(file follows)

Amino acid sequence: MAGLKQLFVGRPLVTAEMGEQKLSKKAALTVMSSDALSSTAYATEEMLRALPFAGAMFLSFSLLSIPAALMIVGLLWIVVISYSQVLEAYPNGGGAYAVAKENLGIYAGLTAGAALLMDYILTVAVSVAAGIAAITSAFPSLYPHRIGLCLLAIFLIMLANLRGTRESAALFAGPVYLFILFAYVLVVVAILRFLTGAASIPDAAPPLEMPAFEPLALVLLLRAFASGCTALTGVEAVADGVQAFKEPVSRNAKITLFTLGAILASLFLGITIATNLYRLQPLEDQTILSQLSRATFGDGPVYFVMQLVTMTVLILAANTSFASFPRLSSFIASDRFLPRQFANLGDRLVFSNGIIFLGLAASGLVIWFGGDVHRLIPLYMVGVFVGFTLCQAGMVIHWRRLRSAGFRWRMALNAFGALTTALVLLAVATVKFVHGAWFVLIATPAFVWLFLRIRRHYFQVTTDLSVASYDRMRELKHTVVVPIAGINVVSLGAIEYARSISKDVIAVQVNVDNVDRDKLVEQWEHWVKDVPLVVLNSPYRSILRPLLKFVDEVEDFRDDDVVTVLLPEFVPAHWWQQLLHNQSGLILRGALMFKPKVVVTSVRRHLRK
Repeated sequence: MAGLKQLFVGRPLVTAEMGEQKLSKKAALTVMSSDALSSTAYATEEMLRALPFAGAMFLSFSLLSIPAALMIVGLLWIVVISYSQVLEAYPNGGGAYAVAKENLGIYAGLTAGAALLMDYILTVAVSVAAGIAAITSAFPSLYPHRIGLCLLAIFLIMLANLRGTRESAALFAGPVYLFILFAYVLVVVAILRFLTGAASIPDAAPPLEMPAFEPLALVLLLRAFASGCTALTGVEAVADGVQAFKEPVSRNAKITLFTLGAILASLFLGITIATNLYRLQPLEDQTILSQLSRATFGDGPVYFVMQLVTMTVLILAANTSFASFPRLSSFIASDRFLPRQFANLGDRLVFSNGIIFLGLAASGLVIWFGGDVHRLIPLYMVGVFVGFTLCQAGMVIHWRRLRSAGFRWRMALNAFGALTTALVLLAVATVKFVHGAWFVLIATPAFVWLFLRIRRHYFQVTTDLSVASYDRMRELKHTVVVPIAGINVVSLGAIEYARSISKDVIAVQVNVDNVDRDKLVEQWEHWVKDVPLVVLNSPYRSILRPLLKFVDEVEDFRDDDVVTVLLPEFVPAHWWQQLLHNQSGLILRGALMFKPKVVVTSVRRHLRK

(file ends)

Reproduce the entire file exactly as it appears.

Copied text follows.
Amino acid sequence: MAGLKQLFVGRPLVTAEMGEQKLSKKAALTVMSSDALSSTAYATEEMLRALPFAGAMFLSFSLLSIPAALMIVGLLWIVVISYSQVLEAYPNGGGAYAVAKENLGIYAGLTAGAALLMDYILTVAVSVAAGIAAITSAFPSLYPHRIGLCLLAIFLIMLANLRGTRESAALFAGPVYLFILFAYVLVVVAILRFLTGAASIPDAAPPLEMPAFEPLALVLLLRAFASGCTALTGVEAVADGVQAFKEPVSRNAKITLFTLGAILASLFLGITIATNLYRLQPLEDQTILSQLSRATFGDGPVYFVMQLVTMTVLILAANTSFASFPRLSSFIASDRFLPRQFANLGDRLVFSNGIIFLGLAASGLVIWFGGDVHRLIPLYMVGVFVGFTLCQAGMVIHWRRLRSAGFRWRMALNAFGALTTALVLLAVATVKFVHGAWFVLIATPAFVWLFLRIRRHYFQVTTDLSVASYDRMRELKHTVVVPIAGINVVSLGAIEYARSISKDVIAVQVNVDNVDRDKLVEQWEHWVKDVPLVVLNSPYRSILRPLLKFVDEVEDFRDDDVVTVLLPEFVPAHWWQQLLHNQSGLILRGALMFKPKVVVTSVRRHLRK
Repeated sequence: MAGLKQLFVGRPLVTAEMGEQKLSKKAALTVMSSDALSSTAYATEEMLRALPFAGAMFLSFSLLSIPAALMIVGLLWIVVISYSQVLEAYPNGGGAYAVAKENLGIYAGLTAGAALLMDYILTVAVSVAAGIAAITSAFPSLYPHRIGLCLLAIFLIMLANLRGTRESAALFAGPVYLFILFAYVLVVVAILRFLTGAASIPDAAPPLEMPAFEPLALVLLLRAFASGCTALTGVEAVADGVQAFKEPVSRNAKITLFTLGAILASLFLGITIATNLYRLQPLEDQTILSQLSRATFGDGPVYFVMQLVTMTVLILAANTSFASFPRLSSFIASDRFLPRQFANLGDRLVFSNGIIFLGLAASGLVIWFGGDVHRLIPLYMVGVFVGFTLCQAGMVIHWRRLRSAGFRWRMALNAFGALTTALVLLAVATVKFVHGAWFVLIATPAFVWLFLRIRRHYFQVTTDLSVASYDRMRELKHTVVVPIAGINVVSLGAIEYARSISKDVIAVQVNVDNVDRDKLVEQWEHWVKDVPLVVLNSPYRSILRPLLKFVDEVEDFRDDDVVTVLLPEFVPAHWWQQLLHNQSGLILRGALMFKPKVVVTSVRRHLRK